Understanding the four special cases above is useful when working with individual sensing elements. Many times, however, the sensor has an internal bridge with an unknown configuration. In these instances, knowing the exact configuration is not really important. The manufacturer will supply the necessary information, like sensitivity linearity error, common-mode voltage, etc. But why use a bridge in the first place? This question is easily answered by looking at the following example.

Vo = Ie(dR/2) Two identical active elements in a current driven bridge (Eq. 6)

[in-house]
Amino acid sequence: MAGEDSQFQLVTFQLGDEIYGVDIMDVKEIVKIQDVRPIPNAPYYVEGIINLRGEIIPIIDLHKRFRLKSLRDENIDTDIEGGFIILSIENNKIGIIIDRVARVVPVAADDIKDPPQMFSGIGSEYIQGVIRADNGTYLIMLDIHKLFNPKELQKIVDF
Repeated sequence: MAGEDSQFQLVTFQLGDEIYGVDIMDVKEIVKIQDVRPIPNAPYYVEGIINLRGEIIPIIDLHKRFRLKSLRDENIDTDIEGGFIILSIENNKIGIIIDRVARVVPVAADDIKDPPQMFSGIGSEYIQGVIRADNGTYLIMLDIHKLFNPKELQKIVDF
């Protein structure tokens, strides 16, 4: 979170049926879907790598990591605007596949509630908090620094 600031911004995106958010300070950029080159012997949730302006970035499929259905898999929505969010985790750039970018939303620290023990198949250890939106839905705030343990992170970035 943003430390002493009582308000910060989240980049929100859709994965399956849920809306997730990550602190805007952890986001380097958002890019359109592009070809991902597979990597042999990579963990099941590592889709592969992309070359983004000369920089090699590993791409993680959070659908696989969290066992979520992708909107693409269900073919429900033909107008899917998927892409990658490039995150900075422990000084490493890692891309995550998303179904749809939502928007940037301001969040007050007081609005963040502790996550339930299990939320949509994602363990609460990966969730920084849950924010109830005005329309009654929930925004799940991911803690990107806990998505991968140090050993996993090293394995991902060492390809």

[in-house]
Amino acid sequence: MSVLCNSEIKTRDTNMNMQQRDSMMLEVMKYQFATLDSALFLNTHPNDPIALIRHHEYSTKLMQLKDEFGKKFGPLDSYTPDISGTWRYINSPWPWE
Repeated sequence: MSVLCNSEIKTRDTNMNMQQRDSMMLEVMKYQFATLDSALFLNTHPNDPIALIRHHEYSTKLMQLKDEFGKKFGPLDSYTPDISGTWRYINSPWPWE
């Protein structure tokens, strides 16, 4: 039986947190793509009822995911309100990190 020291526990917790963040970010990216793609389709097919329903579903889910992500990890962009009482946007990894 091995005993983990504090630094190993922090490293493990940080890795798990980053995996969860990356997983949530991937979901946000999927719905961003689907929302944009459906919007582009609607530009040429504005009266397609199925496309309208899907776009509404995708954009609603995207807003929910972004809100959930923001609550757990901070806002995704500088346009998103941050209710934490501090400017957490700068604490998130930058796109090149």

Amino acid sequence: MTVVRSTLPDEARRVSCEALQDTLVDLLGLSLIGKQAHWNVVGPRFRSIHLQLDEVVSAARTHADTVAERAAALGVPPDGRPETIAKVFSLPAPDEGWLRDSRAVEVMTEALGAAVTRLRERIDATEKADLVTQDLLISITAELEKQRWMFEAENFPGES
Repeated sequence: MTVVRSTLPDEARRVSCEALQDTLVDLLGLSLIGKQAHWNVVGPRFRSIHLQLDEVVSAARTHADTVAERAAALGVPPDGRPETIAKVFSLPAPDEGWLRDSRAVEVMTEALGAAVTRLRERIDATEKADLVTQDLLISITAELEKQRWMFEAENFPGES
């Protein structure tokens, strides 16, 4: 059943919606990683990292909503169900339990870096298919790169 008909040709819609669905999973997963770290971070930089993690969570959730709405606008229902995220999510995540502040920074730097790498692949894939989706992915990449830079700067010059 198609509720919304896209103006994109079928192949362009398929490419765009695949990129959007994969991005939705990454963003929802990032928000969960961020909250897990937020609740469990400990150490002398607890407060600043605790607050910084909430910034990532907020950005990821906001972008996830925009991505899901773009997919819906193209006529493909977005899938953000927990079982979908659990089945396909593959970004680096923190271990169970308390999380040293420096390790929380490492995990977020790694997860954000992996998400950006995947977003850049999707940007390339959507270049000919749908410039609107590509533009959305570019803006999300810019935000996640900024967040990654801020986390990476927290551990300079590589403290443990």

The resistors in the load cell respond to more than just the applied load. Thermal expansion of the structure to which they are bonded and the TCR of the gauge material itself will cause resistance changes. These unwanted changes in resistance can be as large, or larger, than the change due to intended strain. If, however, these undesirable changes occur equally in all the bridge resistors, then their effect is negligible or nonexistent. An unwanted change of 200ppm, for instance, is equivalent to 10% of full scale in this example. But in Equation 2, changing R by 200ppm creates less than 1 LSB of difference on a 12-bit measurement. In many cases, the wanted change in resistance, dR, is directly proportional to the bulk resistance, R. In these cases, changing R by 200ppm should have no effect because the ratio of dR/R remains the same. The value of R could double and the output voltage would not be affected because dR would also double.